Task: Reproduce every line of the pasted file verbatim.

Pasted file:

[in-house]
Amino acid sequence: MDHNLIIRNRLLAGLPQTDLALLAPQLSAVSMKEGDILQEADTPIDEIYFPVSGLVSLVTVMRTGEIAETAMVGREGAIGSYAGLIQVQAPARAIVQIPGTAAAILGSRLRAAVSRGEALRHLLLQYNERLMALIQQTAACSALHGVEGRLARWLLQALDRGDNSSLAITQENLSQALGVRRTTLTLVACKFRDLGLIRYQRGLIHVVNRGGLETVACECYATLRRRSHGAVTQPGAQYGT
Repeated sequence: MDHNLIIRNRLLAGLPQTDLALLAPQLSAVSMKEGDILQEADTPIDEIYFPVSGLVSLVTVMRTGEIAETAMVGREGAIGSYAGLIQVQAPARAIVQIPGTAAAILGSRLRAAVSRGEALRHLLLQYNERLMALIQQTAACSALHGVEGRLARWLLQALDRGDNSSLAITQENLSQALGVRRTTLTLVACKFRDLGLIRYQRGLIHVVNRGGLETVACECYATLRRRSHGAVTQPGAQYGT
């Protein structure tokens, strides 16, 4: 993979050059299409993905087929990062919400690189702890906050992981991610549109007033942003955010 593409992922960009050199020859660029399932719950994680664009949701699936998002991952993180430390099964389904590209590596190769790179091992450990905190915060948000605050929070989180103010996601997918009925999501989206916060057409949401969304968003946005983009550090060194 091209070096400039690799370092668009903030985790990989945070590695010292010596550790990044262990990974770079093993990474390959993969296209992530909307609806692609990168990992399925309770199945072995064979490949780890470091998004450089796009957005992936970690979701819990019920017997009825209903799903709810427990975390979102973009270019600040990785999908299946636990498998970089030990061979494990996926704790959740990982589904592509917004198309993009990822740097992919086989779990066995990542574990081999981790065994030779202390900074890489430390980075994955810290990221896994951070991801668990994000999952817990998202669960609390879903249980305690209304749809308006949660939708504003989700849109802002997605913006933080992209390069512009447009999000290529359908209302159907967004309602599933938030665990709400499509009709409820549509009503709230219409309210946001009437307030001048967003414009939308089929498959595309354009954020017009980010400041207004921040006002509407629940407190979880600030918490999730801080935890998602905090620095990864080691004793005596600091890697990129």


[in-house]
Amino acid sequence: MDHNLIIRNRLLAGLPQTDLALLAPQLSAVSMKEGDILQEADTPIDEIYFPVSGLVSLVTVMRTGEIAETAMVGREGAIGSYAGLIQVQAPARAIVQIPGTAAAILGSRLRAAVSRGEALRHLLLQYNERLMALIQQTAACSALHGVEGRLARWLLQALDRGDNSSLAITQENLSQALGVRRTTLTLVACKFRDLGLIRYQRGLIHVVNRGGLETVACECYATLRRRSHGAVTQPGAQYGT
Repeated sequence: MDHNLIIRNRLLAGLPQTDLALLAPQLSAVSMKEGDILQEADTPIDEIYFPVSGLVSLVTVMRTGEIAETAMVGREGAIGSYAGLIQVQAPARAIVQIPGTAAAILGSRLRAAVSRGEALRHLLLQYNERLMALIQQTAACSALHGVEGRLARWLLQALDRGDNSSLAITQENLSQALGVRRTTLTLVACKFRDLGLIRYQRGLIHVVNRGGLETVACECYATLRRRSHGAVTQPGAQYGT
């Protein structure tokens, strides 16, 4: 993979050059299409993905087929990062919400690189702890906050992981991610549109007033942003955010 593409992922960009050199020859660029399932719950994680664009949701699936998002991952993180430390099964389904590209590596190769790179091992450990905190915060948000605050929070989180103010996601997918009925999501989206916060057409949401969304968003946005983009550090060194 091209070096400039690799370092668009903030985790990989945070590695010292010596550790990044262990990974770079093993990474390959993969296209992530909307609806692609990168990992399925309770199945072995064979490949780890470091998004450089796009957005992936970690979701819990019920017997009825209903799903709810427990975390979102973009270019600040990785999908299946636990498998970089030990061979494990996926704790959740990982589904592509917004198309993009990822740097992919086989779990066995990542574990081999981790065994030779202390900074890489430390980075994955810290990221896994951070991801668990994000999952817990998202669960609390879903249980305690209304749809308006949660939708504003989700849109802002997605913006933080992209390069512009447009999000290529359908209302159907967004309602599933938030665990709400499509009709409820549509009503709230219409309210946001009437307030001048967003414009939308089929498959595309354009954020017009980010400041207004921040006002509407629940407190979880600030918490999730801080935890998602905090620095990864080691004793005596600091890697990129």